What you see is what you get on Independence Pass during the Interstate 70 closure
State Patrol says extra troopers and education will be relied to try to keep traffic flowing on Highway 82
Colorado State Patrol will rely on education and extra staffing to try to keep traffic moving over Independence Pass while Interstate 70 is closed, but the head of the agency ruled out tools such as alternating one-way traffic through the Narrows.
Col. Matthew Packard, chief of CSP, said during a news conference with Gov. Jared Polis on Monday that extra troopers have been shifted to routes being used as alternatives to I-70.
The goal, he said, is “quicker clearance of incidents as they may come up.”
Some motorists have criticized the state government for not being more active in taming the traffic surging over the high-altitude pass with multiple twists and turns on Highway 82. The Colorado Department of Transportation diverts eastbound traffic on I-70 at West Rifle onto a designated, northern detour, but savvy drivers and those using navigational tools are using Highway 6 to get back on the interstate to access alternate routes such as Highway 82 and the county road system from the Roaring Fork Valley floor to Gypsum via Cottonwood Pass.
CDOT has stationed personnel at either side of Independence Pass, at least occasionally, to force big rigs and other vehicles over 35 feet in length to turn around. Roaring Fork Valley resident Dan Beyer posted a comment on Polis’ Facebook page Monday asking the state to also install a system where one-way traffic would alternate through the Narrows — two short sections of Highway 82 where the road is barely wide enough for two vehicles. Rookie drivers and even some veterans lose their nerve and freeze up in those stretches because of the tight confines.
Packard dismissed the idea in Monday’s news conference. He said the state patrol and transportation department are working with their contacts in the commercial trucking industry to advise them to direct traffic onto out-of-state alternatives such as Interstate 80. For the big rigs that enter the state on I-70, word about the Glenwood Canyon closure is spread at port-of-entry stations, Packard said.
CSP also is advising recreational vehicles drivers to check restrictions on their intended routes and make sure they can abide by length and width restrictions (any vehicles longer than 35 feet are prohibited on Independence Pass and face a $1,300 fine).
“I would of course ask that anybody that’s out there and particularly on those corridors that they are patient and that they drive extra safe because there are extra folks out there,” Packard said. “Everybody is going to have to take some extra responsibility in making sure people are getting where they need to be within our state.”
With the increased traffic volume, bad luck can lead to lengthy delays on Independence Pass. The Pass was closed for two hours Sunday evening when a BMW passenger car experienced transmission problems just below the upper Narrows, according to Parker Lathrop, Pitkin County Sheriff’s Office director of operations.
Lathrop said there was no indication that semi-trucks made it over the Pass on the busy weekend. The Sheriff’s Office asked CDOT to make sure Highway 82 is continuously staffed on the Lake County or east side because the impacts are felt where the road narrows on the Pitkin County or west side.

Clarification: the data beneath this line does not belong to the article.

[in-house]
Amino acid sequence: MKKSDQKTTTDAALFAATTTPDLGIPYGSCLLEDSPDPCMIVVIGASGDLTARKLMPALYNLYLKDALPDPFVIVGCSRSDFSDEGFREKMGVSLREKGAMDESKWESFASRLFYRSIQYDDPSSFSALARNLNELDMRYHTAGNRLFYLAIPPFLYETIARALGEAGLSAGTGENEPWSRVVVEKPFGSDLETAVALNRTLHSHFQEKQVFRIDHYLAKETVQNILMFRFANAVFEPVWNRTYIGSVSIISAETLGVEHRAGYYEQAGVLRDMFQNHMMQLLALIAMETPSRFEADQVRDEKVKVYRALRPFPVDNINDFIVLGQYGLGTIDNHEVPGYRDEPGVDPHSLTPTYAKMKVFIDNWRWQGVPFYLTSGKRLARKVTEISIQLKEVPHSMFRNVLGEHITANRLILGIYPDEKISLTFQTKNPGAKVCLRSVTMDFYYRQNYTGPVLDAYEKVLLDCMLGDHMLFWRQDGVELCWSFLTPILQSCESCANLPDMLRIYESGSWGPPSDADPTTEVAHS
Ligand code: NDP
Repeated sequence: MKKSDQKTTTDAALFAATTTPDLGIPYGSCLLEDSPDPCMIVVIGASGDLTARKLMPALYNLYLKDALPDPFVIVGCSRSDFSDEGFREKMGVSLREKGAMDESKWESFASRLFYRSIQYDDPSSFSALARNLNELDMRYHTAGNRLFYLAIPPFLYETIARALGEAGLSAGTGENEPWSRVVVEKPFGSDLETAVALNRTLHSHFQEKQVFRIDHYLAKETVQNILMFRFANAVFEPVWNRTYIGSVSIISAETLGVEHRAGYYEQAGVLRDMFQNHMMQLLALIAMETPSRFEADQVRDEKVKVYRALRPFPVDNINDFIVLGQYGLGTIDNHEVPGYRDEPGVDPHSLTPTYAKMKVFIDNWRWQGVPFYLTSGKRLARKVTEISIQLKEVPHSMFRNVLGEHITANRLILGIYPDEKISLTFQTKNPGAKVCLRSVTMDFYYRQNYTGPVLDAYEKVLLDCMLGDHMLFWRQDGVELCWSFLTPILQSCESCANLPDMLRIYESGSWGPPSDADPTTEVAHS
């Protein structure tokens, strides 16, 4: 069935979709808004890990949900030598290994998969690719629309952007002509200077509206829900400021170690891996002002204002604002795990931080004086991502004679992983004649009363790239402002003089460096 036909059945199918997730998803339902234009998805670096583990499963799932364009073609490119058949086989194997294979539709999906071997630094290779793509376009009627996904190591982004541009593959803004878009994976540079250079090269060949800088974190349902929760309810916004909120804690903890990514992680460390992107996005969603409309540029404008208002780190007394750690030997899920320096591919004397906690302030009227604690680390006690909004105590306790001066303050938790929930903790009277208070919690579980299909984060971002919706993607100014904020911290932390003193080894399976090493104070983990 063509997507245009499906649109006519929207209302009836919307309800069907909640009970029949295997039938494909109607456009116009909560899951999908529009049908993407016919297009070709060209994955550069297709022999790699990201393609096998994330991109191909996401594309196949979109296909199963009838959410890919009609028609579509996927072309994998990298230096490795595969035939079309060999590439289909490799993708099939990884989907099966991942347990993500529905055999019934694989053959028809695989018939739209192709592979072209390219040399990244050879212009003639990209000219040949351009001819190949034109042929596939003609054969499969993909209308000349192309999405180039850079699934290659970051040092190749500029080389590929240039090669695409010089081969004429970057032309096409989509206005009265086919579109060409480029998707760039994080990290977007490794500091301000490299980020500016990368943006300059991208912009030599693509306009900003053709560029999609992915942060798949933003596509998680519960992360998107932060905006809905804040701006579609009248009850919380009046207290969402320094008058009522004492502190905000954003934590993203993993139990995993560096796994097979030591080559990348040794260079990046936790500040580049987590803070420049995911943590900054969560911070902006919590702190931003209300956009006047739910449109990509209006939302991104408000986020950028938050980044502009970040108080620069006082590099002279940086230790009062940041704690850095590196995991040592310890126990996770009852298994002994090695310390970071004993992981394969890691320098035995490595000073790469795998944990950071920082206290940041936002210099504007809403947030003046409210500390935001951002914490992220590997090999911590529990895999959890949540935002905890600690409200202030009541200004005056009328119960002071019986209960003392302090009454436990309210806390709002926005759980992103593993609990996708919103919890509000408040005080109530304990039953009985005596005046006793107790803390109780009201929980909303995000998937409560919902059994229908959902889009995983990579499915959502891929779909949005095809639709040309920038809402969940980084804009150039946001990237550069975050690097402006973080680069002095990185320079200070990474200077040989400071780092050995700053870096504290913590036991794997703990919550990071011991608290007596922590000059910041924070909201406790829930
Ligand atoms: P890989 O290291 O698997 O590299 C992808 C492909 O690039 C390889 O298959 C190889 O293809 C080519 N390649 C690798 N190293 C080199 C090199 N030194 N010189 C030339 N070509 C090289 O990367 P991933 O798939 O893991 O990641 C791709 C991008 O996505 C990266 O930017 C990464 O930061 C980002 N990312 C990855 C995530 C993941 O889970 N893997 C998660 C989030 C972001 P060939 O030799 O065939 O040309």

“Obviously with I-70 being closed, it’s been a challenge,” Lathrop said.
Pitkin County representatives also have asked CDOT to reinforce the message to Google Maps and other navigational aid providers that Highway 82 isn’t an option for big rigs. Lathrop said he spent 45 minutes talking to truckers on Highway 82 on Sunday and found many of them to be Eastern Europeans with limited English-speaking ability. He was relaying to them that the road to Rifle and beyond is open.
The problem isn’t going to clear up anytime soon. Polis strongly suggested Monday that I-70 will be closed for weeks while CDOT removes debris from multiple mudslides, assesses and then repairs damage to the interstate highway decks.
“We don’t yet know the full extent of the damage, so I’d give a range. I would say it’s a few days to a few weeks,” Polis said. “Best case is a few days. More likely getting into the weeks category.”
In the long term, Cottonwood Pass could be identified as part of a solution to what will likely be an ongoing problem.
CDOT executive director Shoshana Lew noted at Monday’s news conference that roads in the Eagle and Garfield county networks comprise Cottonwood Pass rather than a state highway.
“That said, we understand it is one of the most efficient alternate routes available,” she said. “There’s a long-term conversation about the viability of that route and how it plays into our discussions. Right now, we’re focused on the immediate things we need to get to over the next few weeks to keep traffic moving as efficiently as possible under the circumstances.”
Like Highway 82 over Independence Pass, Cottonwood Pass is closed for winters.
Cottonwood was considered as the route for the interstate but ruled out in the final environmental impact statement released in March 1972. Cottonwood Pass would have required a continuous 6% grade over 8 miles, according to a document prepared for CDOT in January 2019 by the firm Mead & Hunt. Cottonwood Pass also would have added 9.4 miles to the interstate stretch and required additional, costly right-of-way acquisition.
Another option that was considered crossed the Flat Tops area north of Glenwood Springs.
“Each alignment extended through an environmentally sensitive area but ultimately the EIS concluded that the Glenwood Canyon option was the only feasible option and was shorter and cheaper, and would have the least environmental impact of the three alignments,” the Mead & Hunt report said.
(Aspen Times reporter Jason Auslander contributed to this report.)
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